A secondary goal of the feature is to inform the site owner about fatal errors that have occurred for visitors of their site, without the owner being involved. This ensures that in case an administrator forgets to check their site after an update or if an error has happened in a rather specific area, they still find out when their site is inaccessible.

Explicitly not a goal of the fatal error protection is error logging. While it should be possible for an administrator to see the latest error which an extension has caused and which has resulted in that extension’s pausing, not more errors than necessary as that should be stored in the database. Error-logging is a different feature focused more towards developer audiences, and an implementation using the WordPress database could easily clutter that and decrease performance of a site, thus introduce negative side effects for minor benefits. It should also be noted that the fatal error protection is not related to recovering a hacked site.

As the feature is targeted towards rather non-technical administrators that do not have capabilities to access or modify their site’s codebase, it should be opt-out via code mechanisms such as constants or filters, so that more advanced developers can disable the feature if they prefer.

The feature is targeted for WordPress 5.2 and will be in support of bumping the minimum required PHP version of WordPress to 5.6, which will happen as part of that release as well.

Introducing a Recovery Mode

What we recognized is that the idea of pausing extensions (plugins and themes) globally is the problem. If an attacker can force-pause extensions, essentially causing them to be deactivated on protected endpoints such as the admin backend or the login page, it can have severe impact for example on security. A security plugin might have a random weakness that, while being an indicator of a lack in quality, is not necessarily security-relevant. However, if that plugin also added two-factor-authentication to the WordPress login page, using the security-irrelevant flaw to pause the plugin would allow the attacker to bypass two-factor-authentication on the site.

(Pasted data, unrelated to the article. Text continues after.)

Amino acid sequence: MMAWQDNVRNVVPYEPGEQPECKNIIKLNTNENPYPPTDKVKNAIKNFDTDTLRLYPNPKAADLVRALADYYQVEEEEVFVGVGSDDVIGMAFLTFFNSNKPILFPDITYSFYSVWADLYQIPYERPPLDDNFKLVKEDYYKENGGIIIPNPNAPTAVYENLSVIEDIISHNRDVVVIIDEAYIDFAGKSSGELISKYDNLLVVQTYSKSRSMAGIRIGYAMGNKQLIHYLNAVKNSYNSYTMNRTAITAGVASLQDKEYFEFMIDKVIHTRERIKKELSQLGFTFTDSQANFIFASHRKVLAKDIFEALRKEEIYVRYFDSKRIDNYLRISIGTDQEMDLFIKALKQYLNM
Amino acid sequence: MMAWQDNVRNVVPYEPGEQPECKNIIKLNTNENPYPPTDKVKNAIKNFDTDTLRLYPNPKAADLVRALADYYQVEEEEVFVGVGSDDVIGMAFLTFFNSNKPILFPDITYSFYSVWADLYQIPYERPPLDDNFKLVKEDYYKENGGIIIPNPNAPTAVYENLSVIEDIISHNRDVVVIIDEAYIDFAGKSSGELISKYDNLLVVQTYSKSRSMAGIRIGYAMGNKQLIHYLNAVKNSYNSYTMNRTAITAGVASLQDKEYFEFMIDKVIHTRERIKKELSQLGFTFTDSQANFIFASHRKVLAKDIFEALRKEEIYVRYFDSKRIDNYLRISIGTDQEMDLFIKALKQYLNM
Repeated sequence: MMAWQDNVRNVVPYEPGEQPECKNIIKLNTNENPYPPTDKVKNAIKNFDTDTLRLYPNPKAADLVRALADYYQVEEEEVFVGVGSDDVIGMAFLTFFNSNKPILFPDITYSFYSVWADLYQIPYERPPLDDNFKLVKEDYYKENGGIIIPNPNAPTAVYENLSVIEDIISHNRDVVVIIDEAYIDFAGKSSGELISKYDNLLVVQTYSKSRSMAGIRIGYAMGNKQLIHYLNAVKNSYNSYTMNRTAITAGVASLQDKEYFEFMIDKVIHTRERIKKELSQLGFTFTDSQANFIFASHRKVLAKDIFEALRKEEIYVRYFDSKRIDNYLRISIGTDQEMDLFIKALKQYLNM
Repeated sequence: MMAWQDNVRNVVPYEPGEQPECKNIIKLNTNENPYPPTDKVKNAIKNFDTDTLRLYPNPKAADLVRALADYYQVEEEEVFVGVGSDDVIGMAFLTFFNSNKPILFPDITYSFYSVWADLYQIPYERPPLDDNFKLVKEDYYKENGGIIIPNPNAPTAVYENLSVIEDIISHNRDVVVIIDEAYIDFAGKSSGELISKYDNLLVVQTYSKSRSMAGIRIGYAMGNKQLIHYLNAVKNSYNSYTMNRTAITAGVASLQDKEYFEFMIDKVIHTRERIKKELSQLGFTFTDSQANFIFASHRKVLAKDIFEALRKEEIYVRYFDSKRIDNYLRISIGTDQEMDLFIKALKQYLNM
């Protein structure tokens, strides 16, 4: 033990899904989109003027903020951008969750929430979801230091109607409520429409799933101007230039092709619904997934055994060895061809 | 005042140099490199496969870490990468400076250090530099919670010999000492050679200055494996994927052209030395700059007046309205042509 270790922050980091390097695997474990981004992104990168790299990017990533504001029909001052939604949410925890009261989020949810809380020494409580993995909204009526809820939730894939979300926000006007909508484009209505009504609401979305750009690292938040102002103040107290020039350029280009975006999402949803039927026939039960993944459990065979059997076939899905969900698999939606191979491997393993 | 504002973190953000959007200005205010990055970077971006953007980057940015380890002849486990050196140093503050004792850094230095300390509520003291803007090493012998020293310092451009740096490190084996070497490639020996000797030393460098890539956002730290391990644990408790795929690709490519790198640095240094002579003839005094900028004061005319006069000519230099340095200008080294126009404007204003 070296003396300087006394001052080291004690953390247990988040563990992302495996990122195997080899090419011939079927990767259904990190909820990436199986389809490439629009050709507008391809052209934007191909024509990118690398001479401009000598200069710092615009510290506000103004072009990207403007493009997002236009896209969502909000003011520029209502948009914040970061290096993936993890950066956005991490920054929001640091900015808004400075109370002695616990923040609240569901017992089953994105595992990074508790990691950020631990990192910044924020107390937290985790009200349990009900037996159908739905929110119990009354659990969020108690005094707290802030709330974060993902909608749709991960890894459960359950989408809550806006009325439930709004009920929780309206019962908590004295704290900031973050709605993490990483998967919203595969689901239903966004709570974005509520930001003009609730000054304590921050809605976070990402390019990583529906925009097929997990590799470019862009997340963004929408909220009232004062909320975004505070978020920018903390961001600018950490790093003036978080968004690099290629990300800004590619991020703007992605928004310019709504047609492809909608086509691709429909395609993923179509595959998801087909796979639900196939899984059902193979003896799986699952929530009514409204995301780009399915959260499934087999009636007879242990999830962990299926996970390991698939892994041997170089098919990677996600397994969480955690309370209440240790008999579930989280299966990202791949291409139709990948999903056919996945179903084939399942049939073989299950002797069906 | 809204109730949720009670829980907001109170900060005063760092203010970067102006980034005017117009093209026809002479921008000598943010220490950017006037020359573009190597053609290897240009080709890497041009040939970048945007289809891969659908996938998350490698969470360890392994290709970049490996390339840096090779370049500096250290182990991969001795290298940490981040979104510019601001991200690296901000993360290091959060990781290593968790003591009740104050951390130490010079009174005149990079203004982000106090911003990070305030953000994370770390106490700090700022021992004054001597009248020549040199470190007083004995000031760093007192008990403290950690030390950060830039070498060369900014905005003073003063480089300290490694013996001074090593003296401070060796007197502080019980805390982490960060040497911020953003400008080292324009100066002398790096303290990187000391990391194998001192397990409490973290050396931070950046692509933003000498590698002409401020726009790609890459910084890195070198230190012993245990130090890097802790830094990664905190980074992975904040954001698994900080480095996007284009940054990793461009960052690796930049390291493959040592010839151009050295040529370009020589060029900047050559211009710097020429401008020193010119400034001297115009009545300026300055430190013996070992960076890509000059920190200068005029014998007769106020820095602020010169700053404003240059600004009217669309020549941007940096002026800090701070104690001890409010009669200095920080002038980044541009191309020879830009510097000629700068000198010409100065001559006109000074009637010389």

The idea of pausing extensions makes sense, as it is impossible to act more granularly on a fatal error due to the lack of sandboxing in WordPress. However, it needs to be ensured that pausing happens only for certain users that have sufficient capabilities to fix the issues, either by permanently deactivating the flawed extension or contacting a developer to take care of it – typically the site owner, which in the case of WordPress is arguably an administrator user.

The new approach relies on the concept of a recovery mode. Only specific users should be able to enter recovery mode, and only in recovery mode extensions should be eligible for being paused. This ensures that a fatal error does not have global impact. If an attacker intentionally triggered a fatal error in a plugin, they would not get any more from that than they would at the moment.

The Intended User Flow

View Original (props @miss_jwo)